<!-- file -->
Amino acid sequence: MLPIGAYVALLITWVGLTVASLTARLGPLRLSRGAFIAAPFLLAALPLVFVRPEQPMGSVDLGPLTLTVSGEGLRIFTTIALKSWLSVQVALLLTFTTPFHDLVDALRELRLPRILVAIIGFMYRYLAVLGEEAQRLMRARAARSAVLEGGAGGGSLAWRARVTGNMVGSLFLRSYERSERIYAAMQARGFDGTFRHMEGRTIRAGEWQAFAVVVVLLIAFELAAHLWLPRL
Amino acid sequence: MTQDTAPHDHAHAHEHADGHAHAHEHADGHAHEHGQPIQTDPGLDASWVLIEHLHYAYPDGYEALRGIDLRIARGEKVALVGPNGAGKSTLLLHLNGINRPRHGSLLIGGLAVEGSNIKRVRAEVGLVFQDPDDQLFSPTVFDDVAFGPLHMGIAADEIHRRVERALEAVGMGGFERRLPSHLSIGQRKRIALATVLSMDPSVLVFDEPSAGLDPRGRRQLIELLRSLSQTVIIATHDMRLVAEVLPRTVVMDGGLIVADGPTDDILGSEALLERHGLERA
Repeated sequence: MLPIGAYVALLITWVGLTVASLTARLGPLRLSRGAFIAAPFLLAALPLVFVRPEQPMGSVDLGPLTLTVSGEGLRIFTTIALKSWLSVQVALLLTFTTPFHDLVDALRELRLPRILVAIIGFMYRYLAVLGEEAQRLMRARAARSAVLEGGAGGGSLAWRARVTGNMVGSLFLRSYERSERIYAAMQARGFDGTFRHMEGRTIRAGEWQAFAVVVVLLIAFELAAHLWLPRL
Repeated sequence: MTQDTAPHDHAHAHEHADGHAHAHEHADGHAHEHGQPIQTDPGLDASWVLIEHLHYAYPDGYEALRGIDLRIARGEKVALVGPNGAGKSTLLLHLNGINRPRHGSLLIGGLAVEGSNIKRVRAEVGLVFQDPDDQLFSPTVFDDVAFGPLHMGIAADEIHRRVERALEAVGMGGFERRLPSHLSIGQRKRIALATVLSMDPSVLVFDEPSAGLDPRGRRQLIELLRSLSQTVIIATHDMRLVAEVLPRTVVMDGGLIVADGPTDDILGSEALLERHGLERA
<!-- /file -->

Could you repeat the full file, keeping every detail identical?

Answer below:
Amino acid sequence: MLPIGAYVALLITWVGLTVASLTARLGPLRLSRGAFIAAPFLLAALPLVFVRPEQPMGSVDLGPLTLTVSGEGLRIFTTIALKSWLSVQVALLLTFTTPFHDLVDALRELRLPRILVAIIGFMYRYLAVLGEEAQRLMRARAARSAVLEGGAGGGSLAWRARVTGNMVGSLFLRSYERSERIYAAMQARGFDGTFRHMEGRTIRAGEWQAFAVVVVLLIAFELAAHLWLPRL
Amino acid sequence: MTQDTAPHDHAHAHEHADGHAHAHEHADGHAHEHGQPIQTDPGLDASWVLIEHLHYAYPDGYEALRGIDLRIARGEKVALVGPNGAGKSTLLLHLNGINRPRHGSLLIGGLAVEGSNIKRVRAEVGLVFQDPDDQLFSPTVFDDVAFGPLHMGIAADEIHRRVERALEAVGMGGFERRLPSHLSIGQRKRIALATVLSMDPSVLVFDEPSAGLDPRGRRQLIELLRSLSQTVIIATHDMRLVAEVLPRTVVMDGGLIVADGPTDDILGSEALLERHGLERA
Repeated sequence: MLPIGAYVALLITWVGLTVASLTARLGPLRLSRGAFIAAPFLLAALPLVFVRPEQPMGSVDLGPLTLTVSGEGLRIFTTIALKSWLSVQVALLLTFTTPFHDLVDALRELRLPRILVAIIGFMYRYLAVLGEEAQRLMRARAARSAVLEGGAGGGSLAWRARVTGNMVGSLFLRSYERSERIYAAMQARGFDGTFRHMEGRTIRAGEWQAFAVVVVLLIAFELAAHLWLPRL
Repeated sequence: MTQDTAPHDHAHAHEHADGHAHAHEHADGHAHEHGQPIQTDPGLDASWVLIEHLHYAYPDGYEALRGIDLRIARGEKVALVGPNGAGKSTLLLHLNGINRPRHGSLLIGGLAVEGSNIKRVRAEVGLVFQDPDDQLFSPTVFDDVAFGPLHMGIAADEIHRRVERALEAVGMGGFERRLPSHLSIGQRKRIALATVLSMDPSVLVFDEPSAGLDPRGRRQLIELLRSLSQTVIIATHDMRLVAEVLPRTVVMDGGLIVADGPTDDILGSEALLERHGLERA